Amidst the tragedy, a story of a miracle escape: a man and his 7-year-old daughter fell 13 floors in their apartment building but suffered only cuts and bruises.
1330 GMT: The latest from Concepcion, Chile's second-largest city and the population centre most affected by the earthquake: rescuers moving towards residents trapped in a collapsed apartment building, thousands homeless on the streets, and reports of looting.
1150 GMT: A Welcome Error. Geophysicist Gerard Fryer assesses, "We expected the waves to be bigger in Hawaii, maybe about 50 percent bigger than they actually were. We'll be looking at that."
1135 GMT: Reports of a strong aftershock in Santiago.
1015 GMT: The Pacific Tsunami Warning Center has cancelled the tsunami alert for all countries in the region.
0800 GMT: Highest waves hitting Japan are reported at 145 centimetres (just under 5 feet).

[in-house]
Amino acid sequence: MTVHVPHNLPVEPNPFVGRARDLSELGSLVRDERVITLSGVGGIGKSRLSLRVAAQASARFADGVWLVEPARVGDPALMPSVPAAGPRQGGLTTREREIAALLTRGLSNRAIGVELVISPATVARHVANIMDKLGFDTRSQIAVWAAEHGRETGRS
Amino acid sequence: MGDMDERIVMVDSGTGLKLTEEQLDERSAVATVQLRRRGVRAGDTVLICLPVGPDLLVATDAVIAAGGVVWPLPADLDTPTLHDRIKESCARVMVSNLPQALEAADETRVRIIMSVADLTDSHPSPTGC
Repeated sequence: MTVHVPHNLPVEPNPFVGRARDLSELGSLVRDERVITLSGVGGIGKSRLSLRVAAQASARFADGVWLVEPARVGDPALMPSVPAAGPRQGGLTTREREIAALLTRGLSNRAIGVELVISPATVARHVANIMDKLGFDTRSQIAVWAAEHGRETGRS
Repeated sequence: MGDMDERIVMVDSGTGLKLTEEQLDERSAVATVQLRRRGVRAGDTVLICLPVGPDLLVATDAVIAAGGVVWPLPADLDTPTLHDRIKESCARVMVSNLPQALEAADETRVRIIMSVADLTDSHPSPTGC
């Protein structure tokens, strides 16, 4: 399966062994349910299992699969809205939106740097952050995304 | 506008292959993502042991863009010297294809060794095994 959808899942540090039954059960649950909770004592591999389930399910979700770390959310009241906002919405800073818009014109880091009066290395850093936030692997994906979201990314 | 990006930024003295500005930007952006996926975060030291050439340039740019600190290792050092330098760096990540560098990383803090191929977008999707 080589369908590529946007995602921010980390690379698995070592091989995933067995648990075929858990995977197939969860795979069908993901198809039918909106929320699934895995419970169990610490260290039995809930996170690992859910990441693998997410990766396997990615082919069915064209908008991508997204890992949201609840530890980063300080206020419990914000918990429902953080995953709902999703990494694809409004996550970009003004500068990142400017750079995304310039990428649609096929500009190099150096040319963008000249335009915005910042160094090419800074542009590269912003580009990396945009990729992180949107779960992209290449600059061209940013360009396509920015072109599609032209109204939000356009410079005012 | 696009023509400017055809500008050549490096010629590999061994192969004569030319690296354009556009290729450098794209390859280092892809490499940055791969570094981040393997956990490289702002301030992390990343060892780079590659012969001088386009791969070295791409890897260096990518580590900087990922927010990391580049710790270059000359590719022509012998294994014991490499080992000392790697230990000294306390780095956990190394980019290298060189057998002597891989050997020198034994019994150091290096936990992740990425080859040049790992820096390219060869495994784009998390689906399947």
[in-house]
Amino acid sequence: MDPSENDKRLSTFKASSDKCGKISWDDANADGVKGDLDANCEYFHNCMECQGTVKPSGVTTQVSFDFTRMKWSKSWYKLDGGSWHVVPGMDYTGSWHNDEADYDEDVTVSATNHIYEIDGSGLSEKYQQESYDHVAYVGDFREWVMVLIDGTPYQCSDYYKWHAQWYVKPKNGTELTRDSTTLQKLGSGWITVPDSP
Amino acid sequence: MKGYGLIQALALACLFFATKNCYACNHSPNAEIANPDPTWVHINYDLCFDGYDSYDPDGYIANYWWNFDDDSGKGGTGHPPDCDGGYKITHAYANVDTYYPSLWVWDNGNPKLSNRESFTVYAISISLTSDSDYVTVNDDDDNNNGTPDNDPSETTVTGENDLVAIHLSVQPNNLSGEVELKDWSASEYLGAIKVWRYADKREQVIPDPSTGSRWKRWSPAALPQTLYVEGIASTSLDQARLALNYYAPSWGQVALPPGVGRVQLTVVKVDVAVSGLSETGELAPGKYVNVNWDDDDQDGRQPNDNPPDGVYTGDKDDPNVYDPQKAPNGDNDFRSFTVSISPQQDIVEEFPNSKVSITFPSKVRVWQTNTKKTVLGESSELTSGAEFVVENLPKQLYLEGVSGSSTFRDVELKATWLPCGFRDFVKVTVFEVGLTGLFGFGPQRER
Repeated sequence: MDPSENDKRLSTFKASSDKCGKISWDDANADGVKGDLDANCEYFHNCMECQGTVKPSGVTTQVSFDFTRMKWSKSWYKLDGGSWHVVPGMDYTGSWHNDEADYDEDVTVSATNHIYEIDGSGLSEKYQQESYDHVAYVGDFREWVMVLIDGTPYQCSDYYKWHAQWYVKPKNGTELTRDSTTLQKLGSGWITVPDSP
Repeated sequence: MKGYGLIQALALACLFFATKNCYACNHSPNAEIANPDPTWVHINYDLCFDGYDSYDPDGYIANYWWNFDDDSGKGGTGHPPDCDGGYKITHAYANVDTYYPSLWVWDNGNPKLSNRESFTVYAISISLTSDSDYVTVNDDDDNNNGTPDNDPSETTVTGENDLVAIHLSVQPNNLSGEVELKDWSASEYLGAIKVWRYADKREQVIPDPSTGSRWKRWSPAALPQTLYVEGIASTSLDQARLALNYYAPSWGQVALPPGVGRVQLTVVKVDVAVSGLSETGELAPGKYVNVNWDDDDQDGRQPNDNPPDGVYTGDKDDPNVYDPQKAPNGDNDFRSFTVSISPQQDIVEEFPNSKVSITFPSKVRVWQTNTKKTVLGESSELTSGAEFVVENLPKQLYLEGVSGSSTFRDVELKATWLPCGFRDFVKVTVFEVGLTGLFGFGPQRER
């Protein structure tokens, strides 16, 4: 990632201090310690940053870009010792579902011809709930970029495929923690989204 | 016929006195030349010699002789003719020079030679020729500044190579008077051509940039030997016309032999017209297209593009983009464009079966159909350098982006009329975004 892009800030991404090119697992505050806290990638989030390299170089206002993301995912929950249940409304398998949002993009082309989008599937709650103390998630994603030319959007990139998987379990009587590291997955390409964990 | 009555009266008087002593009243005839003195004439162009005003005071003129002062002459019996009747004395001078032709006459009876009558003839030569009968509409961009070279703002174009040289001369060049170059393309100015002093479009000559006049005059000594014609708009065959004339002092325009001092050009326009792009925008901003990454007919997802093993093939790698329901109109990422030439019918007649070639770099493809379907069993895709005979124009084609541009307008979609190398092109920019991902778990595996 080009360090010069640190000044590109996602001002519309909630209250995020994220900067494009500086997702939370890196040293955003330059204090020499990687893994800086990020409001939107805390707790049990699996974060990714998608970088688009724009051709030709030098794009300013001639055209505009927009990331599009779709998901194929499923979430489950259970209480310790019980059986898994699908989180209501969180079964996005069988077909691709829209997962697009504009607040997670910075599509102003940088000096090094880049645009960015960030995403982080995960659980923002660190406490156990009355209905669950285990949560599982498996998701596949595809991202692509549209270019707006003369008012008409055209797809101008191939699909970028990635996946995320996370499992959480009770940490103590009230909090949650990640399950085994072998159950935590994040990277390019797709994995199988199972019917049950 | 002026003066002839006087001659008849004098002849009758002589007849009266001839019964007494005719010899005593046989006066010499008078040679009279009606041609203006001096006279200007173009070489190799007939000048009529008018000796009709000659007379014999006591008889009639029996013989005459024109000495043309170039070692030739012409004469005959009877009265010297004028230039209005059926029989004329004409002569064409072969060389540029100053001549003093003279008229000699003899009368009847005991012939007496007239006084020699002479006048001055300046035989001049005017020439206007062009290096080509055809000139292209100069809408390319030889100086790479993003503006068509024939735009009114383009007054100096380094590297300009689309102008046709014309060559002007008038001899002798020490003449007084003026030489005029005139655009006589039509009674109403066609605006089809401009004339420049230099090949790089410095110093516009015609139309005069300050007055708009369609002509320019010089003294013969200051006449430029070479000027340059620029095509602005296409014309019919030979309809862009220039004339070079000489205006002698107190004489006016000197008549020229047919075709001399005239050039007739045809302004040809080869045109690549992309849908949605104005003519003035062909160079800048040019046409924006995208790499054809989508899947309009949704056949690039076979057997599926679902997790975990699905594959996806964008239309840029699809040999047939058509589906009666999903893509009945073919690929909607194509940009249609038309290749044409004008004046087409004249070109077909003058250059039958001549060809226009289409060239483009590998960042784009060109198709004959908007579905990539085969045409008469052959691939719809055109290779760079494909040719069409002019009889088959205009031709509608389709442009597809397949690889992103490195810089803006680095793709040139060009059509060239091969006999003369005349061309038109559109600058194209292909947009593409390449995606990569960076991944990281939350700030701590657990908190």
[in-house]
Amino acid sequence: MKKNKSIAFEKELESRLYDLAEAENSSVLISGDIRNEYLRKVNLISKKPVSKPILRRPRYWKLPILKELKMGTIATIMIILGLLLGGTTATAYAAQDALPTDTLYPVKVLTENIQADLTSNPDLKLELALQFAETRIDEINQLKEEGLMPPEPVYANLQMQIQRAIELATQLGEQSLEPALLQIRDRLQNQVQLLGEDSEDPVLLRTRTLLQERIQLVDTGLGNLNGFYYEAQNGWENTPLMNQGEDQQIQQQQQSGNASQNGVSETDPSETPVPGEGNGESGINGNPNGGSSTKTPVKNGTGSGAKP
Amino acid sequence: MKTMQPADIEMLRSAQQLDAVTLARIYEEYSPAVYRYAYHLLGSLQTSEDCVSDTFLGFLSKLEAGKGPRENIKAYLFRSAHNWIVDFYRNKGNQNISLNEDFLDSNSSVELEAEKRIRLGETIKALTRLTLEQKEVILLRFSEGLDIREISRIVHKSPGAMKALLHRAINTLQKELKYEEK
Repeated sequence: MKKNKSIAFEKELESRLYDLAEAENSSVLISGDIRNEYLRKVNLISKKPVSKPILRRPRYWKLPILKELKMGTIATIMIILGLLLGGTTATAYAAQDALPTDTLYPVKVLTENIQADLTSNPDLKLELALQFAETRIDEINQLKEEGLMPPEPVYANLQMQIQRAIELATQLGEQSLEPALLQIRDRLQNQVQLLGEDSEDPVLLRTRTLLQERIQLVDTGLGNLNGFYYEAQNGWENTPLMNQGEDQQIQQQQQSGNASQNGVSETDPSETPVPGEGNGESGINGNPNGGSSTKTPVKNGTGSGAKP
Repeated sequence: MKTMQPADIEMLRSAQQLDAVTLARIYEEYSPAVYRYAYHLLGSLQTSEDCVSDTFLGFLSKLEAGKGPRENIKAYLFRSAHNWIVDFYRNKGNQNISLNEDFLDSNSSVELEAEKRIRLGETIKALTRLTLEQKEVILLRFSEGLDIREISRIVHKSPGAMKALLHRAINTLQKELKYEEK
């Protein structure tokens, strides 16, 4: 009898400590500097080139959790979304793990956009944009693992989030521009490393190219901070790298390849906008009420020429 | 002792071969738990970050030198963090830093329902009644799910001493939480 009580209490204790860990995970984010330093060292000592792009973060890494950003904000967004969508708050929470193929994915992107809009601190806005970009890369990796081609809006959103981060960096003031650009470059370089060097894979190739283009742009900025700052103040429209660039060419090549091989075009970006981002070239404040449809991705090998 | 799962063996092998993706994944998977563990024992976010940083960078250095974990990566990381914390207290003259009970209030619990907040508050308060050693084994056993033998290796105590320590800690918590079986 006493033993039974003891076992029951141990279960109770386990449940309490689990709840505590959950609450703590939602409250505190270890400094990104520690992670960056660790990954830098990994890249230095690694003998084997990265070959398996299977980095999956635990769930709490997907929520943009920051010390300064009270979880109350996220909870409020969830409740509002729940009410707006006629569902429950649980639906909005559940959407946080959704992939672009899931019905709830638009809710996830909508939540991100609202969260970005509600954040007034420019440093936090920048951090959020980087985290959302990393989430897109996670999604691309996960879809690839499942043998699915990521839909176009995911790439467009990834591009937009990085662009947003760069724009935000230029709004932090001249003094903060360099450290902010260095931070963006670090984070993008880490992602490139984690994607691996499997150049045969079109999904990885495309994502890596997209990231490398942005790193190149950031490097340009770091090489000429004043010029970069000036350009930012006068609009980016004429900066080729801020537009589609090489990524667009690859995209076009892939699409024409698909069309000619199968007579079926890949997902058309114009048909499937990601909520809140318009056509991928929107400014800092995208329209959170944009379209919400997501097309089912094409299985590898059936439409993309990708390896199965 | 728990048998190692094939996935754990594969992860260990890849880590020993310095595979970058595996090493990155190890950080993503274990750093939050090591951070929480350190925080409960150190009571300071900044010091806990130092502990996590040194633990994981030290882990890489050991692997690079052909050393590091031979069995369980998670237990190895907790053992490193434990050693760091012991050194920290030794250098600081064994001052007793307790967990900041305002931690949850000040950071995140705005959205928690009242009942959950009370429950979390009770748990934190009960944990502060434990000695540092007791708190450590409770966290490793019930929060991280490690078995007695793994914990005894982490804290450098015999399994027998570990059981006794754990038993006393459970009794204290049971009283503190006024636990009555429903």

0735 GMT: Following up on Saturday's 8.8-magnitude earthquake in Chile and the threat of tsunami across the Pacific....
In Chile, President Bachelet estimates that two million people have been affected. More than 300 have been killed, and 15 are missing. The earthquake was 700 to 800 times stronger than that in Haiti in January, but it was off-shore and at a much greater depth (21.7 miles vs. 8.1 miles in Haiti). Buildings have collapsed, especially in Chile's second city Concepcion, the major north-south highway has been cut in several places, and Santiago airport has been badly damaged.
There have been 76 aftershocks in Chile and Argentina, killing two more people.
The feared "big" tsunami has not materialised in most sites in the Pacific. The tidal surge in Hawaii was much smaller than feared; in California, the rise was between 13 and 41 centimetres (5 and 17 inches). The highest wave so far in Japan has been 40 centimetres (16 inches).
Google has launched a Chile Person Finder and a site on Chile Earthquake Relief explains how assistance can be given.